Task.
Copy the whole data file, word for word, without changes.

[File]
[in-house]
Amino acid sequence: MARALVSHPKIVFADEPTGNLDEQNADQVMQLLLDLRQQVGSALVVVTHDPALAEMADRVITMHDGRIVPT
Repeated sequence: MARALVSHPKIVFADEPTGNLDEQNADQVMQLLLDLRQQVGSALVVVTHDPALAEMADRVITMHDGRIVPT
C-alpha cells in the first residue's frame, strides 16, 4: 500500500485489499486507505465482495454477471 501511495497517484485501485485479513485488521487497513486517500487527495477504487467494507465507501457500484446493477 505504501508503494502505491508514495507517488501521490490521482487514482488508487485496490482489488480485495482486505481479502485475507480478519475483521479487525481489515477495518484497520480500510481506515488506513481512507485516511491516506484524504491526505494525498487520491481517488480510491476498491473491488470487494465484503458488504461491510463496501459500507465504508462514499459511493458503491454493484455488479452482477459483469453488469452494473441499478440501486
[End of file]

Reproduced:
[in-house]
Amino acid sequence: MARALVSHPKIVFADEPTGNLDEQNADQVMQLLLDLRQQVGSALVVVTHDPALAEMADRVITMHDGRIVPT
Repeated sequence: MARALVSHPKIVFADEPTGNLDEQNADQVMQLLLDLRQQVGSALVVVTHDPALAEMADRVITMHDGRIVPT
C-alpha cells in the first residue's frame, strides 16, 4: 500500500485489499486507505465482495454477471 501511495497517484485501485485479513485488521487497513486517500487527495477504487467494507465507501457500484446493477 505504501508503494502505491508514495507517488501521490490521482487514482488508487485496490482489488480485495482486505481479502485475507480478519475483521479487525481489515477495518484497520480500510481506515488506513481512507485516511491516506484524504491526505494525498487520491481517488480510491476498491473491488470487494465484503458488504461491510463496501459500507465504508462514499459511493458503491454493484455488479452482477459483469453488469452494473441499478440501486